Taking a Moonshot

I shared a few takeaways on IT projects in the recent Reid Hoffman post and I’ve just come across some more gems in a post by Astro Teller, the guy who runs the Google[x] group. Here they are:

Speaking of self-driving cars,

But this real-world testing taught us something that steered us off that path we’d been on… Expecting a person to be a reliable backup for the system was a fallacy. Once people trust the system, they trust it… We came quickly to the conclusion that we needed to make it clear to ourselves that the human was not a reliable backup  —  the car had to always be able to handle the situation. And the best way to make that clear was to design a car with no steering wheel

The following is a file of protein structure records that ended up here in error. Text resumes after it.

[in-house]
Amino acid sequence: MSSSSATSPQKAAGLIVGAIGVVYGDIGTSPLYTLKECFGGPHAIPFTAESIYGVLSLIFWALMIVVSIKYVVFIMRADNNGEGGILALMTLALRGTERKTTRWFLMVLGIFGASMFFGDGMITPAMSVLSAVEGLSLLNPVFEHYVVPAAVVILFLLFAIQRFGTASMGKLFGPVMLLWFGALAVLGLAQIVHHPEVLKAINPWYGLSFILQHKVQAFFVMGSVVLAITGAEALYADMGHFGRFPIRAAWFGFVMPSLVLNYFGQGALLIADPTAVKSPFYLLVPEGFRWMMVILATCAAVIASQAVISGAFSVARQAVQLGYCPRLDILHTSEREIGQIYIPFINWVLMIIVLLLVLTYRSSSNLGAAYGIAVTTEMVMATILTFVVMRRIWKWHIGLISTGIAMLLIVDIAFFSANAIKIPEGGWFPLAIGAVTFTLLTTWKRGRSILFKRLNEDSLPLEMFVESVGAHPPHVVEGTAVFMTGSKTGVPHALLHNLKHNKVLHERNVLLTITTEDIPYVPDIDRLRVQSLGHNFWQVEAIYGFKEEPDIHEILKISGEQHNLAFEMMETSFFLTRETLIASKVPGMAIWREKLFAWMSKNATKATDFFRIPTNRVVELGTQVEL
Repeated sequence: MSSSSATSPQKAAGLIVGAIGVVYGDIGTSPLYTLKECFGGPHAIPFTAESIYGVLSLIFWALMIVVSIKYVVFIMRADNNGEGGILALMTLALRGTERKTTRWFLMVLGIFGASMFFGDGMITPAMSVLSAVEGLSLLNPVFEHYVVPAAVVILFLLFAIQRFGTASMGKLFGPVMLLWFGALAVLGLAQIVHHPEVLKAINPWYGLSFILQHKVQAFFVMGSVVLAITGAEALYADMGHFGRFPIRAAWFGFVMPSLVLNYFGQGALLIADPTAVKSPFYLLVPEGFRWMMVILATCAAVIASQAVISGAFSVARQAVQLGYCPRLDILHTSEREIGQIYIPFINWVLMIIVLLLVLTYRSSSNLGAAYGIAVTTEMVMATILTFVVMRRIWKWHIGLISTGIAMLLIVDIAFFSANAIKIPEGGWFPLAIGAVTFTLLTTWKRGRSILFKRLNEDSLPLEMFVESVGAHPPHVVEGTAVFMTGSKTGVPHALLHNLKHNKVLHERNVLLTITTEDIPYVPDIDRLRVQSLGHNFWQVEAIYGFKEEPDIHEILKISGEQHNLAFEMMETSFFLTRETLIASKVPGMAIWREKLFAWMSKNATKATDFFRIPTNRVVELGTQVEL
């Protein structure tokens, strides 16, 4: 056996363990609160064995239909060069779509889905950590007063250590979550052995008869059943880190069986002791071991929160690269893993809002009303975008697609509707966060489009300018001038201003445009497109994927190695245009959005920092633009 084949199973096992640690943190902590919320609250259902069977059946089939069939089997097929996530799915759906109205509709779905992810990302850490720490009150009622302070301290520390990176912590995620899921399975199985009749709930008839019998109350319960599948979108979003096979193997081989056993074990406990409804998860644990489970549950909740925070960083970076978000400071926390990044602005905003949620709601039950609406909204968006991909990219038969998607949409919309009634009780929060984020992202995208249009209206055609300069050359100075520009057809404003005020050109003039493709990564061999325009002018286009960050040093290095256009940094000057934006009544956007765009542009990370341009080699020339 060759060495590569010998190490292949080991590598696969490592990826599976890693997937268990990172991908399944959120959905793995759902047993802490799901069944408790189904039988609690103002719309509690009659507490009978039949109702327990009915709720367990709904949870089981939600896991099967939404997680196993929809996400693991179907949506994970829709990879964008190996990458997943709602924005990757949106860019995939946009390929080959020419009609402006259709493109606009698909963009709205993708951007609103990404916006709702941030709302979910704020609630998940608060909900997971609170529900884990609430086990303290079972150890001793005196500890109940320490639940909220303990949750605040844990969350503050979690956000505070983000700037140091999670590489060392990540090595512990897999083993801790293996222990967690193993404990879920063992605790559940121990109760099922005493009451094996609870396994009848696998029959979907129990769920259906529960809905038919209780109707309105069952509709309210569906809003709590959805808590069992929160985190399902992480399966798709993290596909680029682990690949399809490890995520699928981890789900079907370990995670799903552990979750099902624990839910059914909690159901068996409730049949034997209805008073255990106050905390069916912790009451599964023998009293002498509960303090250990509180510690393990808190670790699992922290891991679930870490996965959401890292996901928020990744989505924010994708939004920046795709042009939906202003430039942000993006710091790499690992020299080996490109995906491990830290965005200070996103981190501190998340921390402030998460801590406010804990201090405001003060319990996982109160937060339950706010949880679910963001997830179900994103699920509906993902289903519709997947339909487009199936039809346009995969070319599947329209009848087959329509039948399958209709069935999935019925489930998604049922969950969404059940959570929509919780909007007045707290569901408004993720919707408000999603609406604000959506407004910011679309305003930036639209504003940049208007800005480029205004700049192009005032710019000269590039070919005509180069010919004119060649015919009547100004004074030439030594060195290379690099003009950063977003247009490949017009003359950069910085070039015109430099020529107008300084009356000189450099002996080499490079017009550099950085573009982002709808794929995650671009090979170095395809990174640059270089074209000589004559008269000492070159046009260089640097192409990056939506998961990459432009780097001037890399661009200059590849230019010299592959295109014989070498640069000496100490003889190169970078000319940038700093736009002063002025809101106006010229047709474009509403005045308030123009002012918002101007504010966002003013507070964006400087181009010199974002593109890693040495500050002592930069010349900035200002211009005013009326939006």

Decisions like this act as a catalyst to move beyond the design phase of a project. Doing something extreme will draw out objections that allow you to validate your requirements and design and these objections show how people intend to use the system, how much they’re prepared to trust the system and and what would need to change to deepen that trust. It’s valuable to be explicit about your assumptions and to be prepared to take your assumptions to their logical end. If you do that, you’ll often find that you can simplify your design, shed some historical baggage, and produce a product that better fits the requirements.

On the psychology (and value) of end-user feedback